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This week: Apple unveils AR/VR headset, a sustainable upgrade for toilet roll, gamifying birdwatching, The Conran Shop launches concept store in Japan and the world’s first AI ballet.

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9 June 2023

Author: The Future Laboratory

Image: Fusion, Leipzig, Germany


Apple Vision Pro

1. Apple unveils highly anticipated AR/VR headset Vision Pro

US – At its 2023 Worldwide Developers Conference (WWDC), US tech giant Apple announced Apple Vision Pro, its hotly anticipated augmented reality headset. ‘It’s the first Apple product you look through, and not at,’ CEO Tim Cook said of the device, which the company is calling a spatial computer.

Apple Vision Pro is predominantly controlled with the eyes; users browse rows of app icons in an operating system called visionOS by looking at them. They can also use their hands and voice. Apple Vision Pro positions itself primarily as an AR device, but it can switch to full VR at the turn of a dial. The headset will retail for £2,809 ($3,499, €3,269) and will be launched in early 2024 in the US before becoming available in more countries later in the year.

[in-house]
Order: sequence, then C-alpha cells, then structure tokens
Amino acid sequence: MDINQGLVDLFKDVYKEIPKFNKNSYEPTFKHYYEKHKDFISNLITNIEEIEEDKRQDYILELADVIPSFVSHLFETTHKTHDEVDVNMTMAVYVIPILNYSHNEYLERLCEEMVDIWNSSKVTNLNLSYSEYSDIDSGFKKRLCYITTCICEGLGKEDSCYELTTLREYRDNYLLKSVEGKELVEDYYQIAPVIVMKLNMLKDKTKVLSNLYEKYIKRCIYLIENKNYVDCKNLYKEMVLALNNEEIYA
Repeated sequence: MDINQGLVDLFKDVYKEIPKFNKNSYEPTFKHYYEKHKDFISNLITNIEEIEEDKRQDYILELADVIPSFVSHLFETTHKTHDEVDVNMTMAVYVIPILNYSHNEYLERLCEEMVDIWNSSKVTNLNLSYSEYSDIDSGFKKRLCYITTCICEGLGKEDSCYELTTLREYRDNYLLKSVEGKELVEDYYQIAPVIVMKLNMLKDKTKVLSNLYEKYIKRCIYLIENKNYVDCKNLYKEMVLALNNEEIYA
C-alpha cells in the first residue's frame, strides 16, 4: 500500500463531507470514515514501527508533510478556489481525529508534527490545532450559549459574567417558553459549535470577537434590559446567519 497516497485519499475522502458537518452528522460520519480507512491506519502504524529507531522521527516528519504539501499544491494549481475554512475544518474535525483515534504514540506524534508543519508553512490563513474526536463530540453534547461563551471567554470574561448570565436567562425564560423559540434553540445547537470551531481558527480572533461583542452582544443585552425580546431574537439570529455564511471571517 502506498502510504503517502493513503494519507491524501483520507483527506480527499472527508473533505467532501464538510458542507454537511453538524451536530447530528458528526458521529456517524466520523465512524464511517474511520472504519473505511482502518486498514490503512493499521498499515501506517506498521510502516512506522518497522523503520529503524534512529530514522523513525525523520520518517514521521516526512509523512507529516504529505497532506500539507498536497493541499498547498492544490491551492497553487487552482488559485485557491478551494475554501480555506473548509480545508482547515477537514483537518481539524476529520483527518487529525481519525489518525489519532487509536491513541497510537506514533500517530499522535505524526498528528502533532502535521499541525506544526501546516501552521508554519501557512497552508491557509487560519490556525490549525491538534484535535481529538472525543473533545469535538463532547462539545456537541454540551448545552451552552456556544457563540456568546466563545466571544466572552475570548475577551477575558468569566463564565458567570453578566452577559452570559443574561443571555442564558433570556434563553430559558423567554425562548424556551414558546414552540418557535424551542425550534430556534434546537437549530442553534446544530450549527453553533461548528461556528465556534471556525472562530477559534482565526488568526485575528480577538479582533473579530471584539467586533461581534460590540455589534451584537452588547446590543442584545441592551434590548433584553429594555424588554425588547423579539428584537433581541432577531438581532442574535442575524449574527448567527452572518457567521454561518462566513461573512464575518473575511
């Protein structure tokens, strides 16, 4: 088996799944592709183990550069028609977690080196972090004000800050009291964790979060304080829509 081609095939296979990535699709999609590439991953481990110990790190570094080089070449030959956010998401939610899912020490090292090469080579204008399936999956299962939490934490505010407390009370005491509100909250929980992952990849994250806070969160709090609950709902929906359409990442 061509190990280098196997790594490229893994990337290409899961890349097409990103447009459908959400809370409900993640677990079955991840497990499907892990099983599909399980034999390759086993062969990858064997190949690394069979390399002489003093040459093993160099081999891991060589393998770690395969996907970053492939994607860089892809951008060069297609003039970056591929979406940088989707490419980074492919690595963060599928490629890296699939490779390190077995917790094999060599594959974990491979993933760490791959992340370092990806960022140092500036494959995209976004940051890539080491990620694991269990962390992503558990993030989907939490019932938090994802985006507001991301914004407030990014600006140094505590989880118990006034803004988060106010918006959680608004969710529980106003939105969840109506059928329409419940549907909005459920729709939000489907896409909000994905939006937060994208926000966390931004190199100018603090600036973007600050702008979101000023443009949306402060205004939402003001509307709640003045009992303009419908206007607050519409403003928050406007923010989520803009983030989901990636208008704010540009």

Apple’s VR headset has been highly anticipated as the tool that would bring VR and AR engagement to the mainstream. We previously highlighted in The Betterverse how consumers and businesses could create new progressive digital spaces thanks to VR technology. So far, the Apple Vision Pro has received accolades for its sleek design and user-friendly interface. But there are valid concerns about its high price, potentially limiting its availability to a wider audience.

2. Bambox unveils sustainable alternative to old loo roll design

Tel Aviv – Bambox, a company specialising in sustainable packaging for the tissue paper industry, has developed a revolutionary toilet paper pack that is more sustainable without sacrificing convenience. Moving away from the 130-year-old toilet roll design, Bambox came up with paper folded like an accordion and stored in a box rather than on a roll. ‘It’s stored in a square, and the paper is square and compressed to the maximum,’ the company’s founder Roy Shihor told Fast Company.